Prior to the COVID-19 pandemic, the mere mention of teledermatology may have been met with confusion – or worse, flashbacks to blurry photos and pixilated videos. Yet with the rise of COVID-19, so has the application of telehealth within Australian dermatology practice. As we emerge into the post-pandemic years, its ongoing role in clinical practice is yet to be defined.
Teledermatology, a subset of telehealth, refers to where the dermatologist and patient are separated geographically, requiring information and communication technologies to bridge the separation. The main modes of delivering teledermatology are by store and forward (SAF), where images are transmitted for a clinician to review, and real-time video consultation (RTVC). Hydrid methods are most popular with Australian dermatologists and often involve a SAF method followed by RTVC, removing the potential challenges of poor-quality videos and limited internet connection.
Before the pandemic, teledermatology had well-documented evidence of its value and success. Yet almost 50 per cent of Australian dermatologists had never used teledermatology. In 2020, when the pandemic reached Australia, there was a 24-fold increase in telehealth services throughout Australia. With this, the proportion of dermatologists in Australian private practice utilising telehealth increased to 92.6 per cent.
Of particular benefit, this rise in teledermatology provision has enabled dermatologist access for Australians living in regional, rural and remote locations. In these areas, patients with dermatological conditions have historically had poorer outcomes. Australia has a vast geographic mass of 7.7 million square kilometres, where one-third of the population live outside of capital cities. Yet there are only about 550 practising dermatologists in Australia. Of these, only 10 per cent live and practice outside major metropolitan centres. Contrasting this, approximately one million Australians (four per cent) live with a chronic skin condition.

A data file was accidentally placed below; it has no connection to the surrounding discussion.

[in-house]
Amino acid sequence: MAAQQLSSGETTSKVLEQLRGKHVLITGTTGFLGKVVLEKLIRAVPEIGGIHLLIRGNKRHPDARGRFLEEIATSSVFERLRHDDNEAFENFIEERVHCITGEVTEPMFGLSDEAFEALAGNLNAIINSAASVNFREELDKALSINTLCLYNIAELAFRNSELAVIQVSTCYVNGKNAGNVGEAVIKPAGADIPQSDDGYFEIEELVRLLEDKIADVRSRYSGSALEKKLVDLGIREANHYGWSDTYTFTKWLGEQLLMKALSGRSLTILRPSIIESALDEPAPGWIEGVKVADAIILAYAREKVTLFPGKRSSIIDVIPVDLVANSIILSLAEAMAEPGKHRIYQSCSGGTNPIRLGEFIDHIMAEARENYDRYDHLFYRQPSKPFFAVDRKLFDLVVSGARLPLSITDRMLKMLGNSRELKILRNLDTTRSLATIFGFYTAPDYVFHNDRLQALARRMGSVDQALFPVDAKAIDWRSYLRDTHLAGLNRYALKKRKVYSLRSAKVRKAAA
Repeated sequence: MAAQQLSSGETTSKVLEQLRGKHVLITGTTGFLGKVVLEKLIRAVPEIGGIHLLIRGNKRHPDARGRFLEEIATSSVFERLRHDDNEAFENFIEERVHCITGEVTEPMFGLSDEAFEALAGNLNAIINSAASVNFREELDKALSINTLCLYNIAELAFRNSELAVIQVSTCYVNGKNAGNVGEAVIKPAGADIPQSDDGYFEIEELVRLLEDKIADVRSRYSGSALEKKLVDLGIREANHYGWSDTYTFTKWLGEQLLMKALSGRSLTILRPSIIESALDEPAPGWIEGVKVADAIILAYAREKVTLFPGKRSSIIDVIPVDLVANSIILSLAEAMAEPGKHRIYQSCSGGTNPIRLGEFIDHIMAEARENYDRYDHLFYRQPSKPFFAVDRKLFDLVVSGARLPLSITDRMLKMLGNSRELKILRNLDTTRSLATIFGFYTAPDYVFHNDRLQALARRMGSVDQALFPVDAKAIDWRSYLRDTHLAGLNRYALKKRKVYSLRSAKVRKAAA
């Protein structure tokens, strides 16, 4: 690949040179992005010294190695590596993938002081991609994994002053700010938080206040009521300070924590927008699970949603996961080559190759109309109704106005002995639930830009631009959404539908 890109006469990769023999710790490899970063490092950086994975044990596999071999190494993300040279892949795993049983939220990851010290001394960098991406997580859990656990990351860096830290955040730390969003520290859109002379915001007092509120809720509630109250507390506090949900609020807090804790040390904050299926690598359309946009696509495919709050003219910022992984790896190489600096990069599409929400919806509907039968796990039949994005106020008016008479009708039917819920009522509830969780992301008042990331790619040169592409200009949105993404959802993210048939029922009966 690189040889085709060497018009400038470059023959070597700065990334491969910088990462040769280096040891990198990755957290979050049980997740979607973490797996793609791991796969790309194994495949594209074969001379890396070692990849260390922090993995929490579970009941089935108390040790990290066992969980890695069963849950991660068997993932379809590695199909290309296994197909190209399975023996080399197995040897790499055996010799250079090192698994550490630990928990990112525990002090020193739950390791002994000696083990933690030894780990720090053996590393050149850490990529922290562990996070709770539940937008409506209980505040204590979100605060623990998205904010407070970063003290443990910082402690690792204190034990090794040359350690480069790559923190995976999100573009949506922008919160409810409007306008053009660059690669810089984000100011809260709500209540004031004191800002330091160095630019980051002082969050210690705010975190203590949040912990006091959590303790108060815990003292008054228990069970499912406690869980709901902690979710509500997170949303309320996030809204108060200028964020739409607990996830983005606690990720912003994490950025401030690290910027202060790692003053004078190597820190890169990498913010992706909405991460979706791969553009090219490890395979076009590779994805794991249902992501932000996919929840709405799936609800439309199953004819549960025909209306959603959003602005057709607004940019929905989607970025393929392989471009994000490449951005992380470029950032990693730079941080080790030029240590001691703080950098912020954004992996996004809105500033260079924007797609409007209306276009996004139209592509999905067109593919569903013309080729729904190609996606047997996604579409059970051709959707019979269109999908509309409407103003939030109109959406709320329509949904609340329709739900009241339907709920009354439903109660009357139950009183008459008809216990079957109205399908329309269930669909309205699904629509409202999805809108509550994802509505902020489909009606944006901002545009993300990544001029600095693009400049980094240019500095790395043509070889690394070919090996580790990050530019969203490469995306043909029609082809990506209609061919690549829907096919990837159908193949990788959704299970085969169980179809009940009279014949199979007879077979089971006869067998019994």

Beyond enabling access across a vast area, teledermatology has several other advantages. It has been purported to be of benefit in driving down public hospital dermatology waitlists and supporting local primary practitioner-led care. Of particular value is its role in triaging skin lesions, long-term follow-up of inflammatory conditions and monitoring of patients on biologic medications. Furthermore, patients benefit from reduction of travel requirements and associated costs, in addition to limited disruption to work and family commitments.
Yet teledermatology provision is not without challenges. It is not suitable for all patients or all visits. Gone is the diagnostic modality of palpating a rash or skin lesion, nor is dermoscopy available. Biopsies are often required for diagnosis and necessitate the scheduling of a face-to-face appointment. Procedures and hands-on therapies, such as narrow-band UV or light-emitting therapies, also require coordination. Within a complicated and evolving digital landscape, there is an onus on the practitioner for the protection of privacy and confidential storage of images. Specialised equipment is required for the production and storage of dermoscopic images. Additionally, the clinician must upskill and tailor the delivery of teledermatology to the needs of the patient and the clinical problem. For example, videoconferencing has limited utility for skin checks, yet SAF methods including macroscopic and dermoscopic images of lesions can be of significant value.
If there is one silver lining to the pandemic, it may be that patients in regional and remote locations are the unexpected beneficiaries of teledermatology. Now that teledermatology has been widely trialled, the impetus is on the medical profession to continue to drive change and carry on the provision of these services. As technology continues to evolve, so must the provision of dermatology.
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